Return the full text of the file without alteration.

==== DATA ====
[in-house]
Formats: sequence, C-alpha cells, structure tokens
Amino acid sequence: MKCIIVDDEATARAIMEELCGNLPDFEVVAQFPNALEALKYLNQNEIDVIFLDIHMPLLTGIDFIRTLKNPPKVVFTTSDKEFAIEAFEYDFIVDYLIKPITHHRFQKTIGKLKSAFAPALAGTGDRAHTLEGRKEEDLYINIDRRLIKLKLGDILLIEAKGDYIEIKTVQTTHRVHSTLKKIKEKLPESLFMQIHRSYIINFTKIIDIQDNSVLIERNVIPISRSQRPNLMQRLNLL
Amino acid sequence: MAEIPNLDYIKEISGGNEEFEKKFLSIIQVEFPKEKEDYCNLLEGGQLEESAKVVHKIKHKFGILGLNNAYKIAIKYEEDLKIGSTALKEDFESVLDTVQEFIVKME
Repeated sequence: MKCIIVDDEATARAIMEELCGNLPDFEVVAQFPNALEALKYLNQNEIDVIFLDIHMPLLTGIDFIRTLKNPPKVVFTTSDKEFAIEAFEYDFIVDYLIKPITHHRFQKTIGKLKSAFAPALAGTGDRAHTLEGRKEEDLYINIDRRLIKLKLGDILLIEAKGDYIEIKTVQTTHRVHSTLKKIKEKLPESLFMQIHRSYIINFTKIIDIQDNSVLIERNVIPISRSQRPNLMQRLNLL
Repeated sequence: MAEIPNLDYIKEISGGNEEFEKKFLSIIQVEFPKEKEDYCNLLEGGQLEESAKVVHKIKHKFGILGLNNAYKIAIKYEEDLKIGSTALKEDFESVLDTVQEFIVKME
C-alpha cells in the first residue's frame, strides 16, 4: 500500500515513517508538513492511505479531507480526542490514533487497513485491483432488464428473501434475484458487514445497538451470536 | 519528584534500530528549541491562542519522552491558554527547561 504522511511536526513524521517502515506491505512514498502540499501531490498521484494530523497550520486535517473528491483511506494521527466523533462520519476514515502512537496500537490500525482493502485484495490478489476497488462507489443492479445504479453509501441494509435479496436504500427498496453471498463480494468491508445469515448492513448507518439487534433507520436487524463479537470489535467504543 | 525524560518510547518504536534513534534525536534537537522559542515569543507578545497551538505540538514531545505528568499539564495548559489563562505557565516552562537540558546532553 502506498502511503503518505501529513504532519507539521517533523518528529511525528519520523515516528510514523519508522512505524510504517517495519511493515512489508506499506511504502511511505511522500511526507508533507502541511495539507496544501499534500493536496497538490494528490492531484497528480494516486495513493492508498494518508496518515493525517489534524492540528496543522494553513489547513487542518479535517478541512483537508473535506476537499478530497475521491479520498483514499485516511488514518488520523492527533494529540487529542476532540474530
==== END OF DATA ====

[in-house]
Formats: sequence, C-alpha cells, structure tokens
Amino acid sequence: MKCIIVDDEATARAIMEELCGNLPDFEVVAQFPNALEALKYLNQNEIDVIFLDIHMPLLTGIDFIRTLKNPPKVVFTTSDKEFAIEAFEYDFIVDYLIKPITHHRFQKTIGKLKSAFAPALAGTGDRAHTLEGRKEEDLYINIDRRLIKLKLGDILLIEAKGDYIEIKTVQTTHRVHSTLKKIKEKLPESLFMQIHRSYIINFTKIIDIQDNSVLIERNVIPISRSQRPNLMQRLNLL
Amino acid sequence: MAEIPNLDYIKEISGGNEEFEKKFLSIIQVEFPKEKEDYCNLLEGGQLEESAKVVHKIKHKFGILGLNNAYKIAIKYEEDLKIGSTALKEDFESVLDTVQEFIVKME
Repeated sequence: MKCIIVDDEATARAIMEELCGNLPDFEVVAQFPNALEALKYLNQNEIDVIFLDIHMPLLTGIDFIRTLKNPPKVVFTTSDKEFAIEAFEYDFIVDYLIKPITHHRFQKTIGKLKSAFAPALAGTGDRAHTLEGRKEEDLYINIDRRLIKLKLGDILLIEAKGDYIEIKTVQTTHRVHSTLKKIKEKLPESLFMQIHRSYIINFTKIIDIQDNSVLIERNVIPISRSQRPNLMQRLNLL
Repeated sequence: MAEIPNLDYIKEISGGNEEFEKKFLSIIQVEFPKEKEDYCNLLEGGQLEESAKVVHKIKHKFGILGLNNAYKIAIKYEEDLKIGSTALKEDFESVLDTVQEFIVKME
C-alpha cells in the first residue's frame, strides 16, 4: 500500500515513517508538513492511505479531507480526542490514533487497513485491483432488464428473501434475484458487514445497538451470536 | 519528584534500530528549541491562542519522552491558554527547561 504522511511536526513524521517502515506491505512514498502540499501531490498521484494530523497550520486535517473528491483511506494521527466523533462520519476514515502512537496500537490500525482493502485484495490478489476497488462507489443492479445504479453509501441494509435479496436504500427498496453471498463480494468491508445469515448492513448507518439487534433507520436487524463479537470489535467504543 | 525524560518510547518504536534513534534525536534537537522559542515569543507578545497551538505540538514531545505528568499539564495548559489563562505557565516552562537540558546532553 502506498502511503503518505501529513504532519507539521517533523518528529511525528519520523515516528510514523519508522512505524510504517517495519511493515512489508506499506511504502511511505511522500511526507508533507502541511495539507496544501499534500493536496497538490494528490492531484497528480494516486495513493492508498494518508496518515493525517489534524492540528496543522494553513489547513487542518479535517478541512483537508473535506476537499478530497475521491479520498483514499485516511488514518488520523492527533494529540487529542476532540474530